A major new study has found substantial differences in the formulary availability, out-of-pocket costs and actual availability of anti-cancer medicines across Europe. The ESMO European Consortium Study on the Availability of Anti-Neoplastic Medicines is published today in the August issue of Annals of Oncology (1).
This ESMO initiated survey which gathered data from 46 European countries was carried out in cooperation with researchers from the Union for International Cancer Control (UICC), the Institute of Cancer Policy of King’s College London and the European Society of Oncology Pharmacy (ESOP).
Josep Tabernero, ESMO President Elect, explains: “As the leading European professional organisation for medical oncology, ESMO is a passionate advocate for the availability and accessibility of the most appropriate treatments for all cancer patients, regardless of their country of residence or specific circumstances.
“ESMO has an important part to play in assisting national institutions and individual oncologists alike in their clinical decision-making, by defining the magnitude, value and efficacy of different diagnostic and treatment options. The survey marks a significant step, because it gives health authorities across Europe the data they need to assess whether anti-cancer medicines are available to patients who are prescribed them.”
Co-Author Nathan Cherny of Shaare Zedek Medical Centre, Jerusalem, says: “The study found that the differences in the formulary availability, out-of-pocket costs to patients and actual availability of many anti-cancer medicines are most profound in countries with lower levels of economic development, particularly in Eastern Europe, and are largely related to the cost of new agents developed and licensed in the past 10 years.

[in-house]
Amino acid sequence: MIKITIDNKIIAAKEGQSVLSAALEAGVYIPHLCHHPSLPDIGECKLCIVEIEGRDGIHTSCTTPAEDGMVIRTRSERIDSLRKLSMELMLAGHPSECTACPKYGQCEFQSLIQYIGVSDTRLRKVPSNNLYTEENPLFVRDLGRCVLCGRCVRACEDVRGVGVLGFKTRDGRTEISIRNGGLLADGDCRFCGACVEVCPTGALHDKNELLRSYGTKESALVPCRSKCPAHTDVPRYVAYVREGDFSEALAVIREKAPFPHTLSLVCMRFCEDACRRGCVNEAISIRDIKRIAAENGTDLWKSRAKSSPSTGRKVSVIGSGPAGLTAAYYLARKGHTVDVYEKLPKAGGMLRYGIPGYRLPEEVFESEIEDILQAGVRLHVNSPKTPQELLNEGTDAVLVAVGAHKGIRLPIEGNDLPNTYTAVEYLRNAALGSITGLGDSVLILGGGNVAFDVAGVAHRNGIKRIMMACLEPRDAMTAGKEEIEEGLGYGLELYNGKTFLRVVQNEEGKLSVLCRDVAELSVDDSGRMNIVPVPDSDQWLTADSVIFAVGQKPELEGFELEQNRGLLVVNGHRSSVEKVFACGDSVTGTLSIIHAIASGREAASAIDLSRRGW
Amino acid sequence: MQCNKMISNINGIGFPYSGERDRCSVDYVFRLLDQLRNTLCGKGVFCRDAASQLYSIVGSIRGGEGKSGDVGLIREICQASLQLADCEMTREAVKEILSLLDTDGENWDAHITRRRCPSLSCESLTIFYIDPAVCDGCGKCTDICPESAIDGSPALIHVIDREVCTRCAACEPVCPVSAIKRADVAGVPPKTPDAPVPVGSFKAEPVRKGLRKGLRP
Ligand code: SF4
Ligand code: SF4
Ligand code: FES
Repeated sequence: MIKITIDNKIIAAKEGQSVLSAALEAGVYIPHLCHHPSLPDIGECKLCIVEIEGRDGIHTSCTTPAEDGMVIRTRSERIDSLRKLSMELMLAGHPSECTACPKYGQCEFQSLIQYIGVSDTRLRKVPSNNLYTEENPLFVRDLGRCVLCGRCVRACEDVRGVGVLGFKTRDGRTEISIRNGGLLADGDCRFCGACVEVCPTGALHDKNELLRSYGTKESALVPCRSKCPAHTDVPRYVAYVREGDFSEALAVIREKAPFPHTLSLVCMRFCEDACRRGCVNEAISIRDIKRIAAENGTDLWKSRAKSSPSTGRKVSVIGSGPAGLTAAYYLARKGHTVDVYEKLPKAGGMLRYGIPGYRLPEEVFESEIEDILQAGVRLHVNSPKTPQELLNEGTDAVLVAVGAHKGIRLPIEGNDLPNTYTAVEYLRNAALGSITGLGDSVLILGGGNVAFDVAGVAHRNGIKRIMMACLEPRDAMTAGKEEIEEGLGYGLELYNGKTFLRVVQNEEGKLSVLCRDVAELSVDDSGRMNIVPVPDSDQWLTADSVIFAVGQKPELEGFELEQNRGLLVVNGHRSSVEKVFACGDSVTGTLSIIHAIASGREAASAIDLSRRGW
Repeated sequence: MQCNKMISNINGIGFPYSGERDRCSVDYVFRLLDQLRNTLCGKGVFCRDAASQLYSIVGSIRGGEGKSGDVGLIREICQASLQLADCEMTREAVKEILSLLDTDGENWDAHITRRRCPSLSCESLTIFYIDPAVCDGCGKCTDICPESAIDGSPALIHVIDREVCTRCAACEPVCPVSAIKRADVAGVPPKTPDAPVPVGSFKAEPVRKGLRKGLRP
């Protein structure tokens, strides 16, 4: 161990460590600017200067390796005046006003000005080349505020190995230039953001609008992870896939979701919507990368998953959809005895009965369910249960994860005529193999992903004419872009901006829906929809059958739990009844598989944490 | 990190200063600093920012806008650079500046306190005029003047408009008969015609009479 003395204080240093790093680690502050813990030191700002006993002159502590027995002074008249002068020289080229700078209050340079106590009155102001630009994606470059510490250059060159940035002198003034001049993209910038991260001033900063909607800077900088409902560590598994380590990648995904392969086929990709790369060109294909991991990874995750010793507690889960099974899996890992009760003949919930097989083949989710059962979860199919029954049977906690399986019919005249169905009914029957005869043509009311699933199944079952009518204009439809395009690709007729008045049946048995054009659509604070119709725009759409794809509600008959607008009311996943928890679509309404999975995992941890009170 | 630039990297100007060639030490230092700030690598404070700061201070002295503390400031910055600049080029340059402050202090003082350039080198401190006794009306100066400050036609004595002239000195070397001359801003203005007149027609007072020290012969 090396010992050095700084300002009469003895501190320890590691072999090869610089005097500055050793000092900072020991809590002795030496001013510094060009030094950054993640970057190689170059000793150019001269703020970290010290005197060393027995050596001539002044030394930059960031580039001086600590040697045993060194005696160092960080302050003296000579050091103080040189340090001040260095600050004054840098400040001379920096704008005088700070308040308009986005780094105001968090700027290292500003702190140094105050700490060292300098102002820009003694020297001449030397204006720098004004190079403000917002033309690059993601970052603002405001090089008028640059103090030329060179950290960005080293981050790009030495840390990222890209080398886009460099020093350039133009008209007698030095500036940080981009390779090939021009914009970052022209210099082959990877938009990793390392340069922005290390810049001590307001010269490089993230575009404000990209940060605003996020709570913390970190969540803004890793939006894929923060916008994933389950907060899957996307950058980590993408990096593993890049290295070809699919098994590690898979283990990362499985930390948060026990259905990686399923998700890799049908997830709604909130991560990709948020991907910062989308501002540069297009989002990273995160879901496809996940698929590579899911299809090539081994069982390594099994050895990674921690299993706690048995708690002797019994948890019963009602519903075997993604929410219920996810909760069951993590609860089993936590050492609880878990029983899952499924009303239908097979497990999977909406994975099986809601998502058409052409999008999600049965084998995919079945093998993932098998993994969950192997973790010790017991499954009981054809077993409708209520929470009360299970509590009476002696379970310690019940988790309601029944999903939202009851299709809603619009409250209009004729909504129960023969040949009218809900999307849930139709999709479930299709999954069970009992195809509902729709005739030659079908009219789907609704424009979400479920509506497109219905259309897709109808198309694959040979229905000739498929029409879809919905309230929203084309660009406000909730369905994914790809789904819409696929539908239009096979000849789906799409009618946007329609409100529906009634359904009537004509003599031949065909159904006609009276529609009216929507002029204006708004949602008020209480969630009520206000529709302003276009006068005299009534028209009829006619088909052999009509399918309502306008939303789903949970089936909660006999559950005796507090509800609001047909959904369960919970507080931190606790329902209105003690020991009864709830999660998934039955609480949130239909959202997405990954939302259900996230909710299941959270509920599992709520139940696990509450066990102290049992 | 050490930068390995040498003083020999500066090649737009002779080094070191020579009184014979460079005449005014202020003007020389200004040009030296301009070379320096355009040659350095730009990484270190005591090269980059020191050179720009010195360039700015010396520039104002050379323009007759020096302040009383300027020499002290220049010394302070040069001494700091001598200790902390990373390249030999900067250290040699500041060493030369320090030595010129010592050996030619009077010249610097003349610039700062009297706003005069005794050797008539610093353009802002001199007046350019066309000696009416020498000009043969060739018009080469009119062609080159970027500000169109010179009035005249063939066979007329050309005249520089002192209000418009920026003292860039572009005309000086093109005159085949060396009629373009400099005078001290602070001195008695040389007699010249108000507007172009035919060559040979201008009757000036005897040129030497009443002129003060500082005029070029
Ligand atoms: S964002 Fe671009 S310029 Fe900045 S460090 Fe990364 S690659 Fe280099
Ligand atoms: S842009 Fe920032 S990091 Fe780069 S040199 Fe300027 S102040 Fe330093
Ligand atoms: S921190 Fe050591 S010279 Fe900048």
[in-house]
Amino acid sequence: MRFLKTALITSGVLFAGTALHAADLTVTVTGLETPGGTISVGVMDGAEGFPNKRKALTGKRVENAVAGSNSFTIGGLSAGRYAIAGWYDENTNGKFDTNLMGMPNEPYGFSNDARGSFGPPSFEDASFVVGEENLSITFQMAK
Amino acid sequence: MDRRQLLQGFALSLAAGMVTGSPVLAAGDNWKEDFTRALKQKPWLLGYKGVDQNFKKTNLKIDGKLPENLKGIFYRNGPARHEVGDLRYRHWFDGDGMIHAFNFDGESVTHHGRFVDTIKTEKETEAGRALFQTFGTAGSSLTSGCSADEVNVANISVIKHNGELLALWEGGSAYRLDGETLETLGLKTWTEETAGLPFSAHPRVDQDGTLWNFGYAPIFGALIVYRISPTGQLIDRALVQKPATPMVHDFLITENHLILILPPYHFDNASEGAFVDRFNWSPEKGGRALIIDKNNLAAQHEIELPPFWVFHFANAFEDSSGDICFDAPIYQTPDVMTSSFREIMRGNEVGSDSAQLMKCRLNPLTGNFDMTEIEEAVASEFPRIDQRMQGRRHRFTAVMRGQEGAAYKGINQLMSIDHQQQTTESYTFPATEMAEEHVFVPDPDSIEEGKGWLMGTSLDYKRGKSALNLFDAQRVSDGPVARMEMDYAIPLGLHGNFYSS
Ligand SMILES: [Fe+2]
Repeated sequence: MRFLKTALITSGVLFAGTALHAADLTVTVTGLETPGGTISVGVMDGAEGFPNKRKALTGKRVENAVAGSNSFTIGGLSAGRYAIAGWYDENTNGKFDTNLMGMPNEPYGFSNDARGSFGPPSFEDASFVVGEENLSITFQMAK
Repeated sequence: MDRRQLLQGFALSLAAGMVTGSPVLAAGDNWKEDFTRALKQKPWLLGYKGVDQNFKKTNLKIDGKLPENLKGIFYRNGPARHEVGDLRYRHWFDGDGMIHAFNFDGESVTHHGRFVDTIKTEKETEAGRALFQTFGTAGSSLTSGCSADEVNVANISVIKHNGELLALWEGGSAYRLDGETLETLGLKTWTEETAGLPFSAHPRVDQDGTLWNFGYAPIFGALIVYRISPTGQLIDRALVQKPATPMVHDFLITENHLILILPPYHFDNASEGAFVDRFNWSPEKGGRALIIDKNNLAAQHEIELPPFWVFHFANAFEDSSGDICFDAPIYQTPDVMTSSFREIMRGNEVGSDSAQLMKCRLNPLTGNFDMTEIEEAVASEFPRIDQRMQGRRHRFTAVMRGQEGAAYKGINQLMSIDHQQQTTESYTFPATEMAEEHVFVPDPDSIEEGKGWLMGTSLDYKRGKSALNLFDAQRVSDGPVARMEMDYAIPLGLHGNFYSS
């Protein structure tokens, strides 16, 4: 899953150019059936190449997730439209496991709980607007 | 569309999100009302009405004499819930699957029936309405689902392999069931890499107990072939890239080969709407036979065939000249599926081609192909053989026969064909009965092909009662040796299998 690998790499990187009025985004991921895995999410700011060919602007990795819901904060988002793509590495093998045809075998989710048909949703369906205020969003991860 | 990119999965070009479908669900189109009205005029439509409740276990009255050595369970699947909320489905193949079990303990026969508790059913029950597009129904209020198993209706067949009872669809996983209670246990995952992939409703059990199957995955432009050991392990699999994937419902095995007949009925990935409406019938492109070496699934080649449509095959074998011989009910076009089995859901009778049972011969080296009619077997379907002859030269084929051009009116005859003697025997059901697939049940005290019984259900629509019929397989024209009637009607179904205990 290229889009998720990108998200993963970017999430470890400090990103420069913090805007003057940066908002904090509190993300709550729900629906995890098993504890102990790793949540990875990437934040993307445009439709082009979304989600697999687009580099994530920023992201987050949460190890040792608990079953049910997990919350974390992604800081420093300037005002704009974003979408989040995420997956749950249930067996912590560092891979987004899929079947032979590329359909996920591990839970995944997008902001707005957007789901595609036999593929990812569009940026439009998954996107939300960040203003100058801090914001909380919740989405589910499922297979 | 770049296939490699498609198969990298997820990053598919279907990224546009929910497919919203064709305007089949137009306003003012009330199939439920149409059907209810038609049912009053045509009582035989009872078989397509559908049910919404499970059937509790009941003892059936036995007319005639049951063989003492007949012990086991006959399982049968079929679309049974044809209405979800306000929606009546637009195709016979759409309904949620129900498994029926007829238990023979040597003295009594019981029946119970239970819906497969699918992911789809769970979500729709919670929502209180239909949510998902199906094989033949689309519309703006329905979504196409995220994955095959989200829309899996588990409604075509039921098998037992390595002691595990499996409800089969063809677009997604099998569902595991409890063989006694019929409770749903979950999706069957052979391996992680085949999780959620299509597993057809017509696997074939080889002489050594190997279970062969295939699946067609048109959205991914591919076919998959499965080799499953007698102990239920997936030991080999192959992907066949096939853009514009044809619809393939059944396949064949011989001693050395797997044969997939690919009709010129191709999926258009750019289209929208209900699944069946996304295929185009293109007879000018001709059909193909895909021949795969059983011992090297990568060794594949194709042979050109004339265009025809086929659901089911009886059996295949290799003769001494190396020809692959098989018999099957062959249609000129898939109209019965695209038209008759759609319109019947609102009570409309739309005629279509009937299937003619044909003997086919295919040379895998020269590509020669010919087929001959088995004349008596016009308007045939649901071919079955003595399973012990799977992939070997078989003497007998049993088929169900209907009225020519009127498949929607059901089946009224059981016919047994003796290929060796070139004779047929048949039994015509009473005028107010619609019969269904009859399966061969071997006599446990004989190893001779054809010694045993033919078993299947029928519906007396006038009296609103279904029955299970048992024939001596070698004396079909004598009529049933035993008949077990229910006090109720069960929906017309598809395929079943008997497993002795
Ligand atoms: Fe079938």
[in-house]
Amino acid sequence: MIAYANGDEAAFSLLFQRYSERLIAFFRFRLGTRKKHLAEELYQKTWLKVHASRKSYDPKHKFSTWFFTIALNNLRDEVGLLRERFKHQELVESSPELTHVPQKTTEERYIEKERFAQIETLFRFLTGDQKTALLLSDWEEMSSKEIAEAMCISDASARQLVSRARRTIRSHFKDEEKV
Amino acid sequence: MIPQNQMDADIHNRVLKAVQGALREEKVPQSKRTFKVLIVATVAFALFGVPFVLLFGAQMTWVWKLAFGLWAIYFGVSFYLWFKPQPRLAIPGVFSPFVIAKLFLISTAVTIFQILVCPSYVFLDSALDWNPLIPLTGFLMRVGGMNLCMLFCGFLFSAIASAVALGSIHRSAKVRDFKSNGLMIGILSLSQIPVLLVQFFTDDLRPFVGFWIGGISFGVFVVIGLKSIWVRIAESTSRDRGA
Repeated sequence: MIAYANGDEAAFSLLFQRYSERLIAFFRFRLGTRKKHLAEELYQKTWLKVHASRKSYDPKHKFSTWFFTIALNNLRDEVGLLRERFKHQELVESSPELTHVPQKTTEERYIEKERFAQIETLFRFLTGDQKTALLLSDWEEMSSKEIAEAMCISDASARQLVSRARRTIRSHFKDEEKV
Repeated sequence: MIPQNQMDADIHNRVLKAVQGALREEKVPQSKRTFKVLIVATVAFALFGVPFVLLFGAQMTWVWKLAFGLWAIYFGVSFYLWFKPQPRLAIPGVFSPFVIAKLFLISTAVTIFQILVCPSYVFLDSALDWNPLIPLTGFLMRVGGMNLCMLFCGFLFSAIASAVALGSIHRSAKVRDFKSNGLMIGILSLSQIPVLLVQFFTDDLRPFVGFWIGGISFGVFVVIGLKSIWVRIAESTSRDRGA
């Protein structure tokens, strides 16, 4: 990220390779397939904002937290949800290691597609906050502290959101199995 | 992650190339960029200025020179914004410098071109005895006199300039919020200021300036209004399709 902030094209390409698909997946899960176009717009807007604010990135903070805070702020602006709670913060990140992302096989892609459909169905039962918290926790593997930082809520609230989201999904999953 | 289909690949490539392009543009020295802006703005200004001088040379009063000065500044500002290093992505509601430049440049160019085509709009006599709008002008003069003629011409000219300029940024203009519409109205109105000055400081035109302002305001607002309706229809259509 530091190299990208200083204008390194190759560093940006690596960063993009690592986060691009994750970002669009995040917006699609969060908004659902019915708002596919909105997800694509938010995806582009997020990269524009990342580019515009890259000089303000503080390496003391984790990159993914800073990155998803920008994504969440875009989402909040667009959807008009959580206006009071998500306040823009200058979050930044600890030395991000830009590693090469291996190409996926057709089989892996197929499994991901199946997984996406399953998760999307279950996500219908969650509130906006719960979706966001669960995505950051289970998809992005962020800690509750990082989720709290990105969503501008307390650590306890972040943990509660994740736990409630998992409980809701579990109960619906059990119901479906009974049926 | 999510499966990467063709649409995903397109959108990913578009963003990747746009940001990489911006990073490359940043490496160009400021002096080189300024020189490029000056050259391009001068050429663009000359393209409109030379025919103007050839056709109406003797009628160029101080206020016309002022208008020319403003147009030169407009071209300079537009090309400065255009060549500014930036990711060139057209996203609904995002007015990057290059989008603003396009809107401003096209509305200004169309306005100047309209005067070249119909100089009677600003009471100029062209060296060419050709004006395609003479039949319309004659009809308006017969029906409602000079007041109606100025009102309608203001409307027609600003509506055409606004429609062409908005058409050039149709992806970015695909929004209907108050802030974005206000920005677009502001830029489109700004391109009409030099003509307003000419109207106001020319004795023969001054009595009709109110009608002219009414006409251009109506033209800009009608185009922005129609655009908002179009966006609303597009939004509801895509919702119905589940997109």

“The impact of these disparities is most keenly felt by patients with incurable diseases, where improved outcomes are dependent on expensive anti-cancer agents. In contrast, the disparities are less pronounced in curative situations, where treatments such as adjuvant therapy for HER-2 positive breast cancer patients, for example, is generally subsidised and available in most countries,” continues Cherny.
“For those committed to ensuring equal access to cancer care, this is a landmark study that lays out the extent of current inequities and opens the discussion as to how to begin addressing them.”
ESMO Executive Board member and study Co-Author, Alexandru Eniu, says the survey represents the latest step towards ESMO’s goal of achieving a model of sustainable cancer care.
“Sustainable cancer care relies on information and ESMO has always taken an objective, evidence-based approach in order to assist clinical decision-making,” says Eniu. “ESMO recently established the Magnitude of Clinical Benefits Scale (ESMO-MCBS) (2) which highlights those treatments bringing the most significant improvements in patient survival and quality of life, while the ESMO Clinical Practice Guidelines are regularly updated to ensure the latest research results are transferred into clinical practice.”
Continues Eniu: “As a direct result of this survey, ESMO has established a Cancer Medicines Working Group which is assessing the accessibility and availability of different anti-cancer medicines. ESMO also has an active public policy programme to ensure the issue is on the agenda at the highest levels of European policymaking.
“Like cancer care itself, the availability and accessibility of anti-cancer medicines requires cooperation across a wide range of stakeholders and ESMO is pleased to be stimulating discussion and debate on this important and complex topic.”